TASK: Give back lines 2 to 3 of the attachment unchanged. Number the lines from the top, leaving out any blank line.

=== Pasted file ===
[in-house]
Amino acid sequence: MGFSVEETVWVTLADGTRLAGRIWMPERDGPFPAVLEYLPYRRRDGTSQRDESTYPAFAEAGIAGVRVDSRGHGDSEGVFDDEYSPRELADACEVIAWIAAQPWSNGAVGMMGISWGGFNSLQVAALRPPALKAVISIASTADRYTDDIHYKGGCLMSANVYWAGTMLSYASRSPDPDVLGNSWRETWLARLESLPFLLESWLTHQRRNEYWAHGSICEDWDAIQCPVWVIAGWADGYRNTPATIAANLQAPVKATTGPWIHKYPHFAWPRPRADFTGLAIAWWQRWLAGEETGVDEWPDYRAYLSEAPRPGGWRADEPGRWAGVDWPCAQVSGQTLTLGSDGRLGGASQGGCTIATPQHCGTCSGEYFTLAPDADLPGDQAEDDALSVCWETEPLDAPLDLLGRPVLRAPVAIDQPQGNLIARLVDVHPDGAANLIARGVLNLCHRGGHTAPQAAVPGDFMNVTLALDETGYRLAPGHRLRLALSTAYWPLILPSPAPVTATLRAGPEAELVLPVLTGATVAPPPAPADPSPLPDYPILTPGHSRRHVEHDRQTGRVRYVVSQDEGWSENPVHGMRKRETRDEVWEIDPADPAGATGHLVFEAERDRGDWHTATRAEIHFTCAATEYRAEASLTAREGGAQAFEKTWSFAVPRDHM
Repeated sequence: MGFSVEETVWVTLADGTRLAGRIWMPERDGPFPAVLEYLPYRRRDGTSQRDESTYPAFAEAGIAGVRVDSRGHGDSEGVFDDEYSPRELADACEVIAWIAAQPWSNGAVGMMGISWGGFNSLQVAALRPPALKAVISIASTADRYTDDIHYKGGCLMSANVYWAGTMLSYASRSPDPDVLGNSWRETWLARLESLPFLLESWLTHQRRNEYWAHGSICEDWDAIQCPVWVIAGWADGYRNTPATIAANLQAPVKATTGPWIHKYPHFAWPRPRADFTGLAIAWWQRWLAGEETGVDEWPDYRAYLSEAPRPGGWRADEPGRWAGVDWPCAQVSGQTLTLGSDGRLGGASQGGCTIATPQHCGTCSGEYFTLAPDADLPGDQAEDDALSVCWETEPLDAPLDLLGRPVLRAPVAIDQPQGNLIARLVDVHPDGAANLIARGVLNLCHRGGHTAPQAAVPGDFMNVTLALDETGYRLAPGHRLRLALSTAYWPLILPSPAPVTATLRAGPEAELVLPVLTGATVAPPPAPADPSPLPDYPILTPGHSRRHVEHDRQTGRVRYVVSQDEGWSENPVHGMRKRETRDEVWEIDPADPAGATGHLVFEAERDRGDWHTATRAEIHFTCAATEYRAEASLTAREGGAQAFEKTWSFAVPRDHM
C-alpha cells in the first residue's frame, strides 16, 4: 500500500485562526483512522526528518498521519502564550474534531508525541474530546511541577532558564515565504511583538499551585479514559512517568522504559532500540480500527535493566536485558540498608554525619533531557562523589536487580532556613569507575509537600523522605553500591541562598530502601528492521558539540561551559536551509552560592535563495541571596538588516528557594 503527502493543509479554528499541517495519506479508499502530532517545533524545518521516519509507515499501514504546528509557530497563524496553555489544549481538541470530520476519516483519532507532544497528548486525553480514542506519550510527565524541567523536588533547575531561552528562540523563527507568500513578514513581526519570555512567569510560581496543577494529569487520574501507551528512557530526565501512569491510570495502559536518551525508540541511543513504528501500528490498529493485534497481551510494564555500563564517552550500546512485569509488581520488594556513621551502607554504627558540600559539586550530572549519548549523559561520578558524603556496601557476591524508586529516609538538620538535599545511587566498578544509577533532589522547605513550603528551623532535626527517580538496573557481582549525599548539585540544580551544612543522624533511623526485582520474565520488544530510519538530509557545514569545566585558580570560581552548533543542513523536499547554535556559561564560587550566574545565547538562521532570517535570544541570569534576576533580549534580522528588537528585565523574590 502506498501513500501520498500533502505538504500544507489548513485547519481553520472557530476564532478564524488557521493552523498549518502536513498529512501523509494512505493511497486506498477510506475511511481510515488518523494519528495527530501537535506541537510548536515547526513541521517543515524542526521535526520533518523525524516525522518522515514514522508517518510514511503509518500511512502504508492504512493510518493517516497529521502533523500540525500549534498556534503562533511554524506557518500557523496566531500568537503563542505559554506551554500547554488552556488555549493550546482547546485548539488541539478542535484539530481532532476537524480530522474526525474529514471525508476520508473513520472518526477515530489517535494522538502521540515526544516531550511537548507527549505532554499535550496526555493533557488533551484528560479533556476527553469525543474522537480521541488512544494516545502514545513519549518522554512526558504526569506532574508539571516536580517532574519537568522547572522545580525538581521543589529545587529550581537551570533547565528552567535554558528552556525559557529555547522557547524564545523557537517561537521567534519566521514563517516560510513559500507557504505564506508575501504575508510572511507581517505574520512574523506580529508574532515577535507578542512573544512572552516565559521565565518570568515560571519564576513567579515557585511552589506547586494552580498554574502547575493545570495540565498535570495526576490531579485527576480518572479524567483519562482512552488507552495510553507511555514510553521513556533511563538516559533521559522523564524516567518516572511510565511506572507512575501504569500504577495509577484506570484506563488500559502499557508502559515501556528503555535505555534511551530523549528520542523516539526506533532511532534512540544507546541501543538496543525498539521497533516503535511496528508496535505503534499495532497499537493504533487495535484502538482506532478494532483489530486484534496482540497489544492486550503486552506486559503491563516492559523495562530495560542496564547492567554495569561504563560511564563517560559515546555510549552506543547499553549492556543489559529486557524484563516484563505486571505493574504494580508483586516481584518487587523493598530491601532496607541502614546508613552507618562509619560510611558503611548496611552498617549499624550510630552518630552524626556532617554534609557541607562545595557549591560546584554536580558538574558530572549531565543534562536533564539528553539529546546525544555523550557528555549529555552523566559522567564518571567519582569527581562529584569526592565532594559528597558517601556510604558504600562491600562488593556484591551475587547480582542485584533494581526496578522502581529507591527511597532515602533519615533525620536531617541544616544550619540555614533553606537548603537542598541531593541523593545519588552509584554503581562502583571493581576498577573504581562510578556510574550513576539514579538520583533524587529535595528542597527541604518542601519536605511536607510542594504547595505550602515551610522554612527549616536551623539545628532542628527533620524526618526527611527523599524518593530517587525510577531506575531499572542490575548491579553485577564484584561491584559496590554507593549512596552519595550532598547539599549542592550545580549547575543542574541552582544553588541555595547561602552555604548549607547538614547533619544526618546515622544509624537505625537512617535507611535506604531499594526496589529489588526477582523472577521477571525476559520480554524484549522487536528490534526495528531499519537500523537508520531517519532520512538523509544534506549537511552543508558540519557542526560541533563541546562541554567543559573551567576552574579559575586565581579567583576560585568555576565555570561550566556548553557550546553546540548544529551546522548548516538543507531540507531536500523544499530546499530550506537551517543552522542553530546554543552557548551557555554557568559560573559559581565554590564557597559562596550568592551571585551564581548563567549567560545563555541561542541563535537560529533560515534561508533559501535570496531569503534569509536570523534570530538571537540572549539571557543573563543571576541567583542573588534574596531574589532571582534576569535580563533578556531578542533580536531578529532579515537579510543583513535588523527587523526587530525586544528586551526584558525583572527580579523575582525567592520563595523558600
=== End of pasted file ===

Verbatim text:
Amino acid sequence: MGFSVEETVWVTLADGTRLAGRIWMPERDGPFPAVLEYLPYRRRDGTSQRDESTYPAFAEAGIAGVRVDSRGHGDSEGVFDDEYSPRELADACEVIAWIAAQPWSNGAVGMMGISWGGFNSLQVAALRPPALKAVISIASTADRYTDDIHYKGGCLMSANVYWAGTMLSYASRSPDPDVLGNSWRETWLARLESLPFLLESWLTHQRRNEYWAHGSICEDWDAIQCPVWVIAGWADGYRNTPATIAANLQAPVKATTGPWIHKYPHFAWPRPRADFTGLAIAWWQRWLAGEETGVDEWPDYRAYLSEAPRPGGWRADEPGRWAGVDWPCAQVSGQTLTLGSDGRLGGASQGGCTIATPQHCGTCSGEYFTLAPDADLPGDQAEDDALSVCWETEPLDAPLDLLGRPVLRAPVAIDQPQGNLIARLVDVHPDGAANLIARGVLNLCHRGGHTAPQAAVPGDFMNVTLALDETGYRLAPGHRLRLALSTAYWPLILPSPAPVTATLRAGPEAELVLPVLTGATVAPPPAPADPSPLPDYPILTPGHSRRHVEHDRQTGRVRYVVSQDEGWSENPVHGMRKRETRDEVWEIDPADPAGATGHLVFEAERDRGDWHTATRAEIHFTCAATEYRAEASLTAREGGAQAFEKTWSFAVPRDHM
Repeated sequence: MGFSVEETVWVTLADGTRLAGRIWMPERDGPFPAVLEYLPYRRRDGTSQRDESTYPAFAEAGIAGVRVDSRGHGDSEGVFDDEYSPRELADACEVIAWIAAQPWSNGAVGMMGISWGGFNSLQVAALRPPALKAVISIASTADRYTDDIHYKGGCLMSANVYWAGTMLSYASRSPDPDVLGNSWRETWLARLESLPFLLESWLTHQRRNEYWAHGSICEDWDAIQCPVWVIAGWADGYRNTPATIAANLQAPVKATTGPWIHKYPHFAWPRPRADFTGLAIAWWQRWLAGEETGVDEWPDYRAYLSEAPRPGGWRADEPGRWAGVDWPCAQVSGQTLTLGSDGRLGGASQGGCTIATPQHCGTCSGEYFTLAPDADLPGDQAEDDALSVCWETEPLDAPLDLLGRPVLRAPVAIDQPQGNLIARLVDVHPDGAANLIARGVLNLCHRGGHTAPQAAVPGDFMNVTLALDETGYRLAPGHRLRLALSTAYWPLILPSPAPVTATLRAGPEAELVLPVLTGATVAPPPAPADPSPLPDYPILTPGHSRRHVEHDRQTGRVRYVVSQDEGWSENPVHGMRKRETRDEVWEIDPADPAGATGHLVFEAERDRGDWHTATRAEIHFTCAATEYRAEASLTAREGGAQAFEKTWSFAVPRDHM